There’s nothing more fun than heading out to the patio or garden to pick up a few sprigs of fresh herbs to add to our cooking. Here are a variety of essential herbs to add to your favorite dishes.
One of the easiest herbs to grow, chives can be self-seeded throughout the garden. It’s a perennial plant in the onion family whose seedlings can be easily shared. Safe from pests and diseases, chives grow in almost any type of soil with good sun exposure. Use flower clippers to cut the stems at the base of the plant. The white or purple flowers can be eaten in salads or used to decorate an entrée. Once flowering is complete, remove the spent flowers to prevent seeding and overgrowth of the plant.
Dill is an easy-to-grow perennial that can self-seed, unless you harvest all the seed pods to add to your marinades and condiments. A member of the parsley, carrot and parsnip family, it likes sun and well-drained soil rich in organic matter such as compost. In addition to the seeds, which are frequently used for cooking or preserving, you can try the fresh or dried leaves for a more subtle dill flavor that pairs well with fish or seafood. In addition, dill helps digestion, which is why it is one of the 6 herbs that soothe.
In very mild winters, rosemary can survive the cold season. In most parts of Canada, this hardy perennial can be planted outdoors each year or grown in pots and sheltered during the winter season. It is more difficult to grow rosemary from seed than other herbs. This plant likes warm, sunny locations and well-drained soil. Sometimes in the spring, your plants will produce light blue flowers.
This bitter-flavored plant is a woody perennial that usually grows to 60 cm in height. However, there are smaller varieties. Sage thrives in full sun in well-drained soil.
Excessive moisture in the soil, however, can cause the roots to rot. For container planting, there are many varieties with two or three colors of foliage, including a particularly elegant purple and green specimen. Sage enhances sauces that accompany meats and pairs well with poultry, sausages, pork, soups and sauces.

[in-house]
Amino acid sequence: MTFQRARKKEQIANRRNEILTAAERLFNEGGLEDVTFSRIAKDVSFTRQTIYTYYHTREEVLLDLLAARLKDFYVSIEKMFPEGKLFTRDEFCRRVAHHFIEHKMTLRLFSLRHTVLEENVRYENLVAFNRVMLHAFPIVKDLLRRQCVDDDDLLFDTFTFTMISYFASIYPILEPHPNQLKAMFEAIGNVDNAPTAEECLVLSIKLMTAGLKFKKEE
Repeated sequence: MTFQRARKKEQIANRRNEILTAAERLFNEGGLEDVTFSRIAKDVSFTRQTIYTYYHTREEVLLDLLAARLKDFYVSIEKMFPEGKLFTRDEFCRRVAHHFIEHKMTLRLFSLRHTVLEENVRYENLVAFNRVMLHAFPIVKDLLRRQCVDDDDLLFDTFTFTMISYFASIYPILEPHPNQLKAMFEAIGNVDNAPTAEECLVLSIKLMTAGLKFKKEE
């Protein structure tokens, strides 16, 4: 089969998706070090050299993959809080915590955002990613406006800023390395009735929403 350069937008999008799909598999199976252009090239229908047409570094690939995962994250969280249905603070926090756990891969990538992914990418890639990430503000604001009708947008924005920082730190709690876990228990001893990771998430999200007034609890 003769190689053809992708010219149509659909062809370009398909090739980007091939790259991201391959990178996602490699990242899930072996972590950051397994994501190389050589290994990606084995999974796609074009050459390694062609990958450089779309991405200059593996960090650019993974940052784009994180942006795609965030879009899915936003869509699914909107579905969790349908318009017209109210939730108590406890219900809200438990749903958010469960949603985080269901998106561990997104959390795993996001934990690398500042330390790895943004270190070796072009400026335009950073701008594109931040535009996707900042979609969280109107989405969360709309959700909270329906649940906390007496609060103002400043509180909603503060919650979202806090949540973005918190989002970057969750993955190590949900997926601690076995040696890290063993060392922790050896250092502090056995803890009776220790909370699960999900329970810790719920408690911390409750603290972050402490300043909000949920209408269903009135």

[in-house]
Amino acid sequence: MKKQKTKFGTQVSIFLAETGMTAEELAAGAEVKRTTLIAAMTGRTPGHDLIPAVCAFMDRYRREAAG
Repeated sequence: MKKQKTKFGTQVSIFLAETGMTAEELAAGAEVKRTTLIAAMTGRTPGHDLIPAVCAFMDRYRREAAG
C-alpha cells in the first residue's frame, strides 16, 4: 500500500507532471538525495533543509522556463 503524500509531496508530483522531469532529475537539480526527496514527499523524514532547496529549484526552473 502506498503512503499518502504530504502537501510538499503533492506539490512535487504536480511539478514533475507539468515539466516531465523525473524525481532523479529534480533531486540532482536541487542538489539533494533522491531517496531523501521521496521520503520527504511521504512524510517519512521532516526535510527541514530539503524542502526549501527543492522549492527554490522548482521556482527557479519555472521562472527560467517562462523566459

This annual plant is a must for lovers of fresh tomatoes and good pasta. It is the main ingredient in most pesto recipes. Basil is a fragile annual that fears frost. Gardeners can choose from many varieties, some with beautiful purple foliage. The flowers and flower buds are edible.
However, it is best to delay flowering as much as possible, as this slows down the plant’s growth. Basil thrives in full sun, but can dry out in hot weather. It grows well in pots or isolated beds. So even if you don’t have a garden, you can grow these easy-to-grow potted plants year-round!
Parsley, a biennial plant that grows like an annual, is essential for salads, soups and many other dishes. There are various types, including curly parsley, flat leaf parsley or fern leaf parsley. The latter variety has a stronger flavor than the others. Parsley grows well in the sun, although it needs some shade during the day. Add compost or organic matter to the soil to provide the nitrogen needed for good foliage growth and work the soil well before planting. Like dill and other plants in the carrot family, parsley has long roots and does not like compacted or stony soil.
Thyme can be ornamental or edible. Therefore, choose a culinary variety to grow in pots or to incorporate into the herb garden.
This slow-growing, tapering perennial will do best in full sun, in ordinary garden soil. In winter, however, its survival depends on good soil drainage. You can plant variegated types with gold and green or silver and green foliage and distinctive scents such as lemon or orange for decorative purposes. Thyme is very popular for flavoring sauces, vinegars, soups, stews, meats and fish.
Indispensable for Italian cooking, oregano is a hardy and invasive perennial. However, you can control its growth by practicing weeding or growing it in pots.
Oregano thrives in full sun and well-drained soil. To enjoy it at its best, harvest the young, tender shoots or leaves.
Remove flower buds as soon as they appear to prevent bitter leaves. For those looking for something a little unusual, there is a variety of oregano with bright golden foliage and a mild flavor, ideal for garnishes or salads.
Lavender isn’t just for soaps and sachets. This uniquely fragrant plant is used in a variety of teas and in sweet treats such as chocolates and cookies, and is also used in cooking meats. Lavender likes sunny, warm and dry places but does not tolerate winter humidity. The soil should not be too fertile because excessive fertility decreases the content of essential oils that give the plant its scent and fragrance. If lavender is a shrubby perennial, it is important to know that some varieties are not very resistant to cold and should therefore be grown in pots or treated as annuals.